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Toward a critique of algorithmic violence

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  • R. Bellanova
  • K. Irion
  • K.L. Jacobsen
  • F. Ragazzi
  • R. Saugmann
  • L. Suchman
<mark>Journal publication date</mark>13/03/2021
<mark>Journal</mark>International Political Sociology
Issue number1
Number of pages30
Pages (from-to)121-150
Publication StatusPublished
<mark>Original language</mark>English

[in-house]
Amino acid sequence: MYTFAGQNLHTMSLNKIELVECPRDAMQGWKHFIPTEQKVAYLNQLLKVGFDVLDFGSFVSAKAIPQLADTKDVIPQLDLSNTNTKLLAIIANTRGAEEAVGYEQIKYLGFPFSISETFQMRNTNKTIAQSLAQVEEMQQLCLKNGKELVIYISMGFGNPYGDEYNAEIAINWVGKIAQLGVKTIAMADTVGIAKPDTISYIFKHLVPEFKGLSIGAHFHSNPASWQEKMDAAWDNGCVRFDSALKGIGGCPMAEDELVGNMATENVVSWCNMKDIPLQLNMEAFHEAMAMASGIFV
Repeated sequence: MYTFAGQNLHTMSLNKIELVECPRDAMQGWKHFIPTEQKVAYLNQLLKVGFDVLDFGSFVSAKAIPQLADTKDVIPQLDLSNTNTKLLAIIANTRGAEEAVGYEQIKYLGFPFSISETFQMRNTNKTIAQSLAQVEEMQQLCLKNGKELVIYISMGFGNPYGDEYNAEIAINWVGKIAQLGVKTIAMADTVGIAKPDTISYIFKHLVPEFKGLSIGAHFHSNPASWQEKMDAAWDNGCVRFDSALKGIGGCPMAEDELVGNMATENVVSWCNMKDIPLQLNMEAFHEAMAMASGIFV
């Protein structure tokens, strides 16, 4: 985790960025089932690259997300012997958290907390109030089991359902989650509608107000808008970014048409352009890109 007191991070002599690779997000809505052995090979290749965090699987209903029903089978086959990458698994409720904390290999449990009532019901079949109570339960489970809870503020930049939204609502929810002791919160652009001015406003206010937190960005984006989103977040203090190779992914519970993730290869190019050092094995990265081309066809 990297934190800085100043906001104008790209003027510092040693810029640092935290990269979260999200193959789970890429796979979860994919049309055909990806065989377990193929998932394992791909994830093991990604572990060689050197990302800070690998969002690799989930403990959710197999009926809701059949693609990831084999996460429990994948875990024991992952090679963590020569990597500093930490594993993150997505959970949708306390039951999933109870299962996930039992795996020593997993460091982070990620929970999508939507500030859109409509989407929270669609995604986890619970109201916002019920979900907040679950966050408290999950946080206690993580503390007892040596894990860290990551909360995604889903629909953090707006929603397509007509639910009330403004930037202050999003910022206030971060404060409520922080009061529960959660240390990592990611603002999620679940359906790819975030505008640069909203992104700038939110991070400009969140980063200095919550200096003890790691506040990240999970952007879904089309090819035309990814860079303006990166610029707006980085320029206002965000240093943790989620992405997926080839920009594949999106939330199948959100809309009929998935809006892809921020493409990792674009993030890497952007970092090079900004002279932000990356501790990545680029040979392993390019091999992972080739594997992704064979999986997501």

Questions about how algorithms contribute to (in)security are under discussion across international political sociology. Building upon and adding to these debates, our collective discussion foregrounds questions about algorithmic violence. We argue that it is important to examine how algorithmic systems feed (into) specific forms of violence, and how they justify violent actions or redefine what forms of violence are deemed legitimate. Bringing together different disciplinary and conceptual vantage points, this collective discussion opens a conversation about algorithmic violence focusing both on its specific instances and on the challenges that arise in conceptualizing and studying it. Overall, the discussion converges on three areas of concern-the violence under-girding the creation and feeding of data infrastructures; the translation processes at play in the use of computer/machine vision across diverse security practices; and the institutional governing of algorithmic violence, especially its organization, limitation, and legitimation. Our two-fold aim is to show the potential of a cross-disciplinary conversation and to move toward an interactional research agenda. While our approaches diverge, they also enrich each other. Ultimately, we highlight the critical purchase of studying the role of algorithmic violence in the fabric of the international through a situated analysis of algorithmic systems as part of complex, and often messy, practices.